AD: What’s a film that changed your life?

IR: Blue Velvet changed my life in that it made me an actress, for better or for worse; it was only my third film. So that was definitely a landmark for me.

AD: You were dropped by your agency after the film was released, is that right? That must have been traumatic.

IR: Well, I thought David was a great artist and we ultimately fell in love and all that, but we were amazed by the negative reaction it got. Generally people who loved the film praised David, because it’s a very auteur film, right? And the people who didn’t like it said it was Isabella Rossellini belittling the legacy of her mother by doing porno. So that was very hurtful.

AD: Are you able to look back fondly now?

IR: I was with Kyle MacLachlan a few years ago; we were at MoMA to celebrate the film’s anniversary. We were laughing and I said, “You know, 30 years ago we were afraid to go out in the streets!” Because some people were really mad at us. There was an Italian critic called Gian Luigi Rondi; he was a very good friend of my father and mother and he used to come round to the house for dinner. [Rondi blocked the film from appearing at Venice film festival.] I think the fact I didn’t work in Italy [much] might have had a lot to do with Blue Velvet and the reaction against it, because I’d had [this critic] saying, “Don’t work with her, she’s disgracing her family legacy, she should be banned.”

AD: What’s a good piece of advice you’ve been given as an actor?

IR: I remember asking Bob De Niro if there was a method or a teacher I should go to. And he said, “Go to everybody. Because you find at the end you get a piece from here, a good idea there. And you find what works for you.” It was good advice about everything really, about life – instead of having an opinion before doing [something], just do it. And then you’ll have a more informed opinion on whether it works for you.

AD: What’s a treasured early memory of your father?

IR: Just his tenderness, his affection. I remember once I was waiting for him to finish an interview and somebody asked him, “What kind of father are you?” And he answered, “I’m a Jewish mother.” [laughs] And he was a Jewish mother – always hovering around us, very loving, very attentive.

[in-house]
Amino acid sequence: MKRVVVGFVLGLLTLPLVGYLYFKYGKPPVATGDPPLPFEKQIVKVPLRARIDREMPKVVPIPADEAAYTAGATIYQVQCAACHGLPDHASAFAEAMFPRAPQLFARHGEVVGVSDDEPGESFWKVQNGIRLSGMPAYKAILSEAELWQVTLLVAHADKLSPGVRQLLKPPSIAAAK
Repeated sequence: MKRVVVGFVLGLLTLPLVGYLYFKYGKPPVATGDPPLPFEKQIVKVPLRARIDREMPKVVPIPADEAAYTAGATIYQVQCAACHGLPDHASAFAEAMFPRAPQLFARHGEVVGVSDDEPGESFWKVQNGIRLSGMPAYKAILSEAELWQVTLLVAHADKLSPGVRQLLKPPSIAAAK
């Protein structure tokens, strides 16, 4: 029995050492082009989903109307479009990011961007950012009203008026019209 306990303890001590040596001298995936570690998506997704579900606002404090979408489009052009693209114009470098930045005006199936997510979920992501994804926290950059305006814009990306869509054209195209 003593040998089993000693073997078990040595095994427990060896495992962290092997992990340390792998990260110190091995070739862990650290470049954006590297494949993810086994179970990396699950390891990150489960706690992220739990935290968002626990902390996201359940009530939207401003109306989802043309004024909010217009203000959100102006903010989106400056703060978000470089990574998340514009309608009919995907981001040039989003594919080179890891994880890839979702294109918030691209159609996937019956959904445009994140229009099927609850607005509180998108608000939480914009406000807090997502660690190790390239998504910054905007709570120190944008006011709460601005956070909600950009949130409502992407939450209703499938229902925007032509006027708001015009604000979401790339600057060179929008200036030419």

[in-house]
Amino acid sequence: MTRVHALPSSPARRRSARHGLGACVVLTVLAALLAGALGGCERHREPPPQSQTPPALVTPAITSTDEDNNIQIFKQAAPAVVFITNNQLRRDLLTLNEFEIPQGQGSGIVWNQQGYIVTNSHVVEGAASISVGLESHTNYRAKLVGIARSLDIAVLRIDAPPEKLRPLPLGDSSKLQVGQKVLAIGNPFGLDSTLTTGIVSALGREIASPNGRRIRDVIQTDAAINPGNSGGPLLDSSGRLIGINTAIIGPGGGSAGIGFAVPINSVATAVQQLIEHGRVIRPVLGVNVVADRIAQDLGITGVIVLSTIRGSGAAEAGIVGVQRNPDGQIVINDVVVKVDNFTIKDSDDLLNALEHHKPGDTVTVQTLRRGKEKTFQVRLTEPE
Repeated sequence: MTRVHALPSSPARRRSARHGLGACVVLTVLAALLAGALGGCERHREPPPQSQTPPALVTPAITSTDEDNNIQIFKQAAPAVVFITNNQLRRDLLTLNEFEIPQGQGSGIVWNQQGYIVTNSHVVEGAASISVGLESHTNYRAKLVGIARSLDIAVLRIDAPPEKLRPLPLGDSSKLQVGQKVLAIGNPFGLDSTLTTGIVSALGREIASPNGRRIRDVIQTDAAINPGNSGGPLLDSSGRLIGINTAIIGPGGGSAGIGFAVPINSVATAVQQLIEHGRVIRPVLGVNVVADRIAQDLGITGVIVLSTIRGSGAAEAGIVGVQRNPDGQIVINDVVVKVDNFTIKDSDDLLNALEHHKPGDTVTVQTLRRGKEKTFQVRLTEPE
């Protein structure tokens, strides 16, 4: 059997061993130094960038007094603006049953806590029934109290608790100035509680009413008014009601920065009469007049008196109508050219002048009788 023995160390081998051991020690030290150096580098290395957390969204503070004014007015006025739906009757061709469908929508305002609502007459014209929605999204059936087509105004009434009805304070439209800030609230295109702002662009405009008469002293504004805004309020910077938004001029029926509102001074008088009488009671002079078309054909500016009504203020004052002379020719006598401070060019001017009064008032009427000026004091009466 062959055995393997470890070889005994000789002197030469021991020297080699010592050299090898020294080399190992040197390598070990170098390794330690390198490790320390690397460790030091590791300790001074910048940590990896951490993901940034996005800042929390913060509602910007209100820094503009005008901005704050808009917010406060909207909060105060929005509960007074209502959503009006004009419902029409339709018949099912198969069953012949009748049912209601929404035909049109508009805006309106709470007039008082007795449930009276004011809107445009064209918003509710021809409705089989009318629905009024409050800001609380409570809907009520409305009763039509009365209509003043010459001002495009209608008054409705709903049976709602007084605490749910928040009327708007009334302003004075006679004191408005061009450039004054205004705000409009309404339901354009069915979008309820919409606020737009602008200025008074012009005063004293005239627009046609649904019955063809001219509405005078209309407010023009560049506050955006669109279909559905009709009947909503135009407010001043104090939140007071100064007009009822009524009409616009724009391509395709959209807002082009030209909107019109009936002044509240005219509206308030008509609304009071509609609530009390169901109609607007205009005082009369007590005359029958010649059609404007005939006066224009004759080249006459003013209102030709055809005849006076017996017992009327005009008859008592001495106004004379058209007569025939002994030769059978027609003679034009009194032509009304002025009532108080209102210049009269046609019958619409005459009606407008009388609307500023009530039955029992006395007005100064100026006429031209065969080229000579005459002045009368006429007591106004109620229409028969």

AD: What about your mum? Did you feel very protective of her for the way she was treated in the press?

IR: Yeah, I mean my father had a hard time professionally, but for my mom of course, falling in love with my dad and becoming pregnant before she could obtain a divorce from her first husband, that was a huge scandal in 1950. And it prevented her from coming back to America, because she wasn’t an American citizen and she wasn’t allowed back to the country. They confiscated all her money, but most of all, they didn’t allow her to see her daughter [Pia, from her first marriage], because they gave custody to the father. And mother was seen as a horrible, horrible person. So my mom didn’t see her daughter, Pia, for eight years, until there was a reconciliation and she came to see her.

AD: I don’t know how many times you’ve been on the cover of Vogue, but it’s a lot.

IR: It’s 39!

AD: Do you have a favourite?

IR: I loved working with Richard Avedon; we did four or five covers [together] and it was always wonderful to work with him. Then there are those you don’t expect, like the cover Italian Vogue gave me in October.

AD: This is the one where you asked for the photos to be unretouched, right?

IR: Well I mean, they agreed, you know? I thought it was very brave of them. The people I work with in fashion, whether it’s Vogue or Lancôme or whatever, see themselves as a service. So they are pleasing the audience. Now the audience may protest, “Oh, you’re not representing women of all ages, you’re not representing women of all races.” But if you put an older woman on a cover that issue sells less. So that’s what they struggle with.

AD: Do you feel, though, that this would have been a very different conversation 10 years ago?

IR: I think so, yes. Definitely they’re more experimental now, more daring.

AD: Is there a line from a film you wish you’d been able to speak?

IR: Not really, but “Screw the natural law!” is the one I get most, from Death Becomes Her. A lot of people say hello to me like that. That film is very popular among the gay [community]; they’re making a musical of it now. The other day on Instagram I saw a picture of me with the vial [of youthful elixir] and the comment was, “Every gay guy knows what this is.” And they did! In the comments everyone was like, yep.

AD: Your web series Green Porno has had an amazing life online, recently trending on the Criterion Channel. How do you account for its success?

IR: It’s amazing, isn’t it? I mean, they were done with such an experimental, minuscule budget. And now they’ve grown and grown. When I got my master’s a lot of young people at the university didn’t know Blue Velvet or my modelling work, but some of them said, “Did you do Green Porno?” Which filled me with great pleasure and pride.

AD: If you were another animal, what would you be?

IR: I’m not sure I’d want to be a wild animal because these days they’re all losing their habitats. I’m just looking at one of my dogs lying in my bed now – he lives in the country, takes walks and digs holes. Dogs seem to live a beautiful life. I think I’d like to be a dog.

La Chimera is in cinemas now; read our interview with Alice Rohrwacher and Josh O’Connor here